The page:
- This song was written as we were recording this record. I wrestled a lot with the lyrical content of it because I wondered if the story was too specific to me but overall I think it turned out to be one our favorites. The abusive person who a lot of this album references was performing and writing songs that talked very directly about killing me. It was terrifying. My family put cameras up at my house. I stopped sleeping in my home alone. Writing this song felt like a massive step in taking my power back in that situation because the song isn’t sad or scared or angry. It felt like a step in the direction of feeling brave again.
- One of like... two love songs on this record. It’s about not knowing if you have the emotional capacity to be with someone that you really care about but still wanting them to know how you feel.
- This song is about being on the outside of an abusive or toxic relationship and watching someone you care about be treated poorly.
You’re “One of Many” who will fall in love with track six on this record.
- For me, this song is about realizing that there can be love after a manipulative and emotionally abusive relationship. I formed a lot of trust issues when I learned of all the lies and coercion and manipulation that took place in my last relationship and I think it takes a lot for us to make sure we don’t carry that stuff over and put that heaviness onto the next person we’re with. Or worse, turn into an abusive person ourselves. “Into Gold” is like a relationship manifesto for myself and a disclaimer for the next person I was gonna love and be with. Part of getting over my past has meant looking forward and letting myself know that I’m capable of love in the context of an honest, open and communicative relationship and this song for me kind of encapsulates that.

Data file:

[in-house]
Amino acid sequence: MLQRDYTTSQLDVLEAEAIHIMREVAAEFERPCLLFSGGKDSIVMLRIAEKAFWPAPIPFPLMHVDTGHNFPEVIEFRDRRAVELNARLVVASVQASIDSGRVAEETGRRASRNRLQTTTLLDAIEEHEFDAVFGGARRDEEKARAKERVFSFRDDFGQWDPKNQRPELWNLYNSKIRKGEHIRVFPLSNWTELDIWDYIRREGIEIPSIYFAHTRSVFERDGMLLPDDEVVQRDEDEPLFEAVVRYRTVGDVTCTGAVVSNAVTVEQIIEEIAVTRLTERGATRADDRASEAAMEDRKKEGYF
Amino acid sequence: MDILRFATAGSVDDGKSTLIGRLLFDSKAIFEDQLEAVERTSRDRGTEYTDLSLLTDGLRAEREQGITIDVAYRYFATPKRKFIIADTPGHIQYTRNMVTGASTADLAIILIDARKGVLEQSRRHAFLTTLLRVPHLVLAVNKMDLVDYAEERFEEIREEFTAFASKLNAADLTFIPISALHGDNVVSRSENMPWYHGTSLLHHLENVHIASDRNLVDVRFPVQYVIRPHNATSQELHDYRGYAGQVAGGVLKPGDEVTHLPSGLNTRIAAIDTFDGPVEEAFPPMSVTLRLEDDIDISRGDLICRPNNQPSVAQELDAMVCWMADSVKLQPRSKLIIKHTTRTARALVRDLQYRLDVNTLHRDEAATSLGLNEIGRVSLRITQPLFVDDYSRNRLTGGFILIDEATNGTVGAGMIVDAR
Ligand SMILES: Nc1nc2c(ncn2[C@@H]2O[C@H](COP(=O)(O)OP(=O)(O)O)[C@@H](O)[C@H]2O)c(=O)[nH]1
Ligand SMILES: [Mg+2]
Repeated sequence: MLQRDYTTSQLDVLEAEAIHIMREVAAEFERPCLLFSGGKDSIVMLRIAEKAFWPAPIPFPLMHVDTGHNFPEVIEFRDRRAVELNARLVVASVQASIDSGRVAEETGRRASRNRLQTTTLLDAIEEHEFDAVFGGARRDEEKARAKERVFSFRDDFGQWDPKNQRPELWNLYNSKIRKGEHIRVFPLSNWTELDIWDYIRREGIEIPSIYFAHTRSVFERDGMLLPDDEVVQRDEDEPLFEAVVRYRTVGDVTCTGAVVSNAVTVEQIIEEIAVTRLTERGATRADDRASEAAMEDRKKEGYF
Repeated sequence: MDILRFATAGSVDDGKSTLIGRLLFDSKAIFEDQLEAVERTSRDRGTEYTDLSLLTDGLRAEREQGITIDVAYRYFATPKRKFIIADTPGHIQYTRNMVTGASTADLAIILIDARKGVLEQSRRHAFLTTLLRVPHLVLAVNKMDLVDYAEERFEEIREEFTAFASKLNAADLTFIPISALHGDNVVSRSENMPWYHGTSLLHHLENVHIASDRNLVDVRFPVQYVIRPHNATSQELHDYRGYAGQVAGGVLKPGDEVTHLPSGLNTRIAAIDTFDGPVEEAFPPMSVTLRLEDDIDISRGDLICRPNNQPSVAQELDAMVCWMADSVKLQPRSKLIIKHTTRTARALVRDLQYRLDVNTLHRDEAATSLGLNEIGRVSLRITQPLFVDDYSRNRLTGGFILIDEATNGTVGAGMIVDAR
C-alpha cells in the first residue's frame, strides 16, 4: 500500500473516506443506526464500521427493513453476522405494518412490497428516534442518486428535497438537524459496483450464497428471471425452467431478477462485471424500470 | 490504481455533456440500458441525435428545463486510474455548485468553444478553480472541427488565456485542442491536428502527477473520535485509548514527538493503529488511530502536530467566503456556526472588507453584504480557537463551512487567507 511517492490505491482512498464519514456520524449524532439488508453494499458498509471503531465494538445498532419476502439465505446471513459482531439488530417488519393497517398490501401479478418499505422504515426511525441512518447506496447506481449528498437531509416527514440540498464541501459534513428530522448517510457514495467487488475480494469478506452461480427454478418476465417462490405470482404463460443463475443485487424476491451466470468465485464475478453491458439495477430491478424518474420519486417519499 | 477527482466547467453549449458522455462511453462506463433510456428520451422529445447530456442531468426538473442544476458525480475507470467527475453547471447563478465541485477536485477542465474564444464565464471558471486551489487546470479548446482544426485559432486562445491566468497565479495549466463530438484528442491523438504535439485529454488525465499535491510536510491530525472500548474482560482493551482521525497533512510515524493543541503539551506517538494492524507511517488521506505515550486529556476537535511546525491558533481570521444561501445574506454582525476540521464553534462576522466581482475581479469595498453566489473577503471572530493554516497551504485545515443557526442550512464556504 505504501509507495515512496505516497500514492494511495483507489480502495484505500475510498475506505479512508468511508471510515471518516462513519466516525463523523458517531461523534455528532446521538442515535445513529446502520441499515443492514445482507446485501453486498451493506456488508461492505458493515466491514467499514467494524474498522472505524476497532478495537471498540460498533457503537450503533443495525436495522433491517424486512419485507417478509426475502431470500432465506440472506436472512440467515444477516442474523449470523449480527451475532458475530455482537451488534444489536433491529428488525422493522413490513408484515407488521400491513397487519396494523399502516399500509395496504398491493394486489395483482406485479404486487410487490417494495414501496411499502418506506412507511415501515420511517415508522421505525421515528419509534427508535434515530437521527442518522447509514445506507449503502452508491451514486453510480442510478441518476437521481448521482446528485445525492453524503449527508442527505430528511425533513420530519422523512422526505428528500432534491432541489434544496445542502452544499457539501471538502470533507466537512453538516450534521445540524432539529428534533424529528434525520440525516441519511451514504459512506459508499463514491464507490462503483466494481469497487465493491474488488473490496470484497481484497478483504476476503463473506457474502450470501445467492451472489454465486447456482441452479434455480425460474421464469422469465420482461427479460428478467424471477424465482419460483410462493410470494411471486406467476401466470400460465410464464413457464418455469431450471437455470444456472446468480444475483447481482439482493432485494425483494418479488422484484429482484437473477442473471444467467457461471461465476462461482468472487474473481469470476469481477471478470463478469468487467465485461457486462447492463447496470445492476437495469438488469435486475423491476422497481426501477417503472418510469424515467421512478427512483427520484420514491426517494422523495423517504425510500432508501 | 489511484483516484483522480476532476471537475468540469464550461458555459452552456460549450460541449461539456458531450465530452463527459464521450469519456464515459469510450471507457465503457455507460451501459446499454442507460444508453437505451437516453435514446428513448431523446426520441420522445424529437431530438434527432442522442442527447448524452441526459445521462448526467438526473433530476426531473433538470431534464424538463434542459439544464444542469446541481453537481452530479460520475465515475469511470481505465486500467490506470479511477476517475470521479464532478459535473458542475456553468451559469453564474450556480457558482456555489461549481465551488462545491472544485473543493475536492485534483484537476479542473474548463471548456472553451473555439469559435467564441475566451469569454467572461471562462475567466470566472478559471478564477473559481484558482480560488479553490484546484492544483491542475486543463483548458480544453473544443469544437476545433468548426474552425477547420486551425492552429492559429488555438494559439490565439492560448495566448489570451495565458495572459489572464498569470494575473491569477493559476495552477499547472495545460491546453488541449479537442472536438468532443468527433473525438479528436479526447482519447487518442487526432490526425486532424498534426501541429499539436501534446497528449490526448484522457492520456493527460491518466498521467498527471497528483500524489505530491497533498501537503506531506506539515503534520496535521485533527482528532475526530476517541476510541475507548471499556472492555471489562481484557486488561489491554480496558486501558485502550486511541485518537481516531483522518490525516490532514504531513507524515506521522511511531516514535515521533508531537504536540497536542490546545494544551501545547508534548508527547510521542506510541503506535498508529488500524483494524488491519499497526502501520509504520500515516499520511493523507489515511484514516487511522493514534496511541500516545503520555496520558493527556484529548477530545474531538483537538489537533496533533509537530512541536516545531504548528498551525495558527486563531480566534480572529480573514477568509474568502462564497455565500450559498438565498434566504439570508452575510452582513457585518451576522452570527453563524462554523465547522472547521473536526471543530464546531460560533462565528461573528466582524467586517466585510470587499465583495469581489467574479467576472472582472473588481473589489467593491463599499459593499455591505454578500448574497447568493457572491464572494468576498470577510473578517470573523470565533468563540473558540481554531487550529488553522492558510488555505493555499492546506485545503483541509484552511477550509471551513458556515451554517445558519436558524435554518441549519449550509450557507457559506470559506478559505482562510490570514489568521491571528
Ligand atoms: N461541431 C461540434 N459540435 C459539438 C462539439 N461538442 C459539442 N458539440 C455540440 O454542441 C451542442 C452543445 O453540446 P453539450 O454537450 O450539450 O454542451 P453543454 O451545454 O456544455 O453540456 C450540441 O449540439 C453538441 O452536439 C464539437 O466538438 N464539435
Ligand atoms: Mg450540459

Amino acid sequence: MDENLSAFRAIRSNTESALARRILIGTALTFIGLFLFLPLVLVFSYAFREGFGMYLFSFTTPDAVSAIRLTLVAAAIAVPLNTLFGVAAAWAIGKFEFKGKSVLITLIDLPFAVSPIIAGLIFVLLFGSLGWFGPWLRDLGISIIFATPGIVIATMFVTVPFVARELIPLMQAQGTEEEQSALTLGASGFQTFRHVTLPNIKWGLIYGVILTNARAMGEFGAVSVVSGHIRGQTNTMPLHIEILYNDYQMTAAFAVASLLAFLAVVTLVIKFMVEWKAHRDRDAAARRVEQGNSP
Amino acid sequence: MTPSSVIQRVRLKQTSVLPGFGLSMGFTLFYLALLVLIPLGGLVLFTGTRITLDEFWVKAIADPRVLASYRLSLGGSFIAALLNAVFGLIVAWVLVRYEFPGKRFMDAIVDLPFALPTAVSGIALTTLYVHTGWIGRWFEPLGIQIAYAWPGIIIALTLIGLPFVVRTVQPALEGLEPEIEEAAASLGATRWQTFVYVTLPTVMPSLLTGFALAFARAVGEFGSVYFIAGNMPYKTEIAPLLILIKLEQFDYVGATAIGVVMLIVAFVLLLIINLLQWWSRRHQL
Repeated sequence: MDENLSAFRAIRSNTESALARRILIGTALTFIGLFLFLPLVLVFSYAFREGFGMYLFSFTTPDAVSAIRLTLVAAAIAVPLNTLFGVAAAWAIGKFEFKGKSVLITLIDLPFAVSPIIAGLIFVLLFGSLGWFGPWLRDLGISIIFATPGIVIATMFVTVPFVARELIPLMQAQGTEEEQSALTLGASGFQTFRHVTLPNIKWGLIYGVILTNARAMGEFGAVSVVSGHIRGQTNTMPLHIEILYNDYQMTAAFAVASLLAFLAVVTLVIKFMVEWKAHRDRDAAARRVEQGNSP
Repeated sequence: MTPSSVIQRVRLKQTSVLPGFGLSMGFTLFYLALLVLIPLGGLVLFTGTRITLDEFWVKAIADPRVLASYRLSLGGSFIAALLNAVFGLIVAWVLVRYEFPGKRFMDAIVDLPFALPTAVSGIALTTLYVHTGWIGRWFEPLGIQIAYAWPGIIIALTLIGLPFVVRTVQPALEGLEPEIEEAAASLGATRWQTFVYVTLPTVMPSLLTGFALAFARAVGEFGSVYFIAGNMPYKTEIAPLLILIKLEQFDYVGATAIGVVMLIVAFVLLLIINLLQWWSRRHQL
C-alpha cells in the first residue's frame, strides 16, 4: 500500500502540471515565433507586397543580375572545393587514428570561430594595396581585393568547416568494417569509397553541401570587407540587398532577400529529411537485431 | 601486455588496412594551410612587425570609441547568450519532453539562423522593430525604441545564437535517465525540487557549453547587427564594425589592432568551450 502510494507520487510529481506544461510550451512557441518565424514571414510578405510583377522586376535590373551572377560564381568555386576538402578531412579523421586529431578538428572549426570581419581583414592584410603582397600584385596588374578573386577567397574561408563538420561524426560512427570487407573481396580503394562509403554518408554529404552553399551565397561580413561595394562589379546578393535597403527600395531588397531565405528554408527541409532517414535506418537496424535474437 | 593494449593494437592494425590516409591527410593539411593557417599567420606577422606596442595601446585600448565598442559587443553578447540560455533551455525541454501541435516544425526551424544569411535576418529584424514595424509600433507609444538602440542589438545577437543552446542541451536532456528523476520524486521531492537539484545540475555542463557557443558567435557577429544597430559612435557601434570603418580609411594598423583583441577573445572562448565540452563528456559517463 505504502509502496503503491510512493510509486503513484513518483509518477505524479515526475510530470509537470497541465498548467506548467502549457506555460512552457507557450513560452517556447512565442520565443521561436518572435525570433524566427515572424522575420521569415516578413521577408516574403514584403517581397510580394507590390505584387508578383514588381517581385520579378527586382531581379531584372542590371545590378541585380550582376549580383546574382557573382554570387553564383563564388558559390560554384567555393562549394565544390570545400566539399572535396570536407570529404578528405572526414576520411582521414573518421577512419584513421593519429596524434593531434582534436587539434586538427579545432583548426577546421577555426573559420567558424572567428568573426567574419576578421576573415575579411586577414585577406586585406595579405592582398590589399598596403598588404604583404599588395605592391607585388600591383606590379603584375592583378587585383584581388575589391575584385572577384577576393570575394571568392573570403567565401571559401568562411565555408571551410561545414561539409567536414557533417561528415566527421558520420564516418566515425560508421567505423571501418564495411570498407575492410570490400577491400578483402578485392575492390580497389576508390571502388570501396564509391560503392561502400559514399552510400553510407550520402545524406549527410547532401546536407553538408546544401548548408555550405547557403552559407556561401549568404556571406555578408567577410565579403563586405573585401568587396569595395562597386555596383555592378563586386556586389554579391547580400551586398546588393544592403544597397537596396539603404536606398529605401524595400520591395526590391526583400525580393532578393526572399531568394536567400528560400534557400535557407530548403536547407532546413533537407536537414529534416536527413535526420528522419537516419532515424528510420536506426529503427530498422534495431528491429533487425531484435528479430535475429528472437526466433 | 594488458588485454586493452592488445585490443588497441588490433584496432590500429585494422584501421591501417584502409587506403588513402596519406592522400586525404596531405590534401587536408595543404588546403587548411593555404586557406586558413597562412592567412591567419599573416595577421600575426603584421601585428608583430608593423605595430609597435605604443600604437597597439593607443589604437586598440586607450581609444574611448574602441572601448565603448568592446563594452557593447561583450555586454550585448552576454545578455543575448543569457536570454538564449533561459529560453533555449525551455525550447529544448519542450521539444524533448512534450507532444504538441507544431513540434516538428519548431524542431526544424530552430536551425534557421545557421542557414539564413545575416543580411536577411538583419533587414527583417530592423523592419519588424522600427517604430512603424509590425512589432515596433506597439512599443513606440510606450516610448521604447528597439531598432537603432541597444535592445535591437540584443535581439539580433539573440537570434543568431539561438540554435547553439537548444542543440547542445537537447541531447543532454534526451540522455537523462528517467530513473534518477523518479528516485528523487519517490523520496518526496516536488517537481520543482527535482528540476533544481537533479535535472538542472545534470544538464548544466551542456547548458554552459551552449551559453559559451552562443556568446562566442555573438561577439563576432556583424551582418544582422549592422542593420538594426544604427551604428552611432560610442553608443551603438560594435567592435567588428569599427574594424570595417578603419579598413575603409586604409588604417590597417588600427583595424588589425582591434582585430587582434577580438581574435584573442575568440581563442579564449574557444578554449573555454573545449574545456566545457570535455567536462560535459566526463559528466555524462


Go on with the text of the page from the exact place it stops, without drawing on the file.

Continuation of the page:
Upcoming Summer Tour Dates:
07/05 - Sisters, OR @ The Suttle Lodge & Boathouse
07/12 - Bellingham, WA @ The Shakedown
08/08 - Minneapolis, MN @ 7th Street Entry
08/09 - Milwaukee, WI @ Cactus Club
08/10 - Chicago, IL @ Subterranean
08/11 - Detroit, MI @ Deluxx Fluxx
08/12 - Cincinnati, OH @ MOTR Pub
08/13 - Lakewood, OH @ Mahall's
08/14 - Pittsburgh, PA @ Mr. Roboto Project
08/15 - Philadelphia, PA @ Boot & Saddle
08/16 - Somerville, MA @ ONCE Ballroom
08/17 - Brooklyn, NY @ Zone One
08/18 - Washington, DC @ Comet Ping Pong
08/21 - Atlanta, GA @ The Masquerade
08/22 - Nashville, TN @ The Basement
08/23 - University City, MO @ The Duck Room
08/24 - Lawrence, KS @ Replay Lounge
08/27 - Dallas, TX @ Club Dada
08/28 - Austin, TX @ Mohawk Inside Room
08/29 - San Antonio, TX @ Paper Tiger
08/31 - Phoenix, AZ @ Valley Bar
09/10 - Boise, ID @ Neurolux
09/11 - Salt Lake City, UT @ Urban Lounge
09/12 - Fort Collins, CO @ Downtown Artery
09/13 - Denver, CO @ Lost Lake
09/14 - Colorado Springs @ The Black Sheep
09/18 - Billings, MT @ Yellowstone Valley Brewing
09/19 - Bozeman, MT @ Labor Temple
09/21 - Nelson, Canada @ Massif Music Festival
09/22 - Spokane, WA @ Barlett
09/28 - Portland, OR @ Mississippi Studios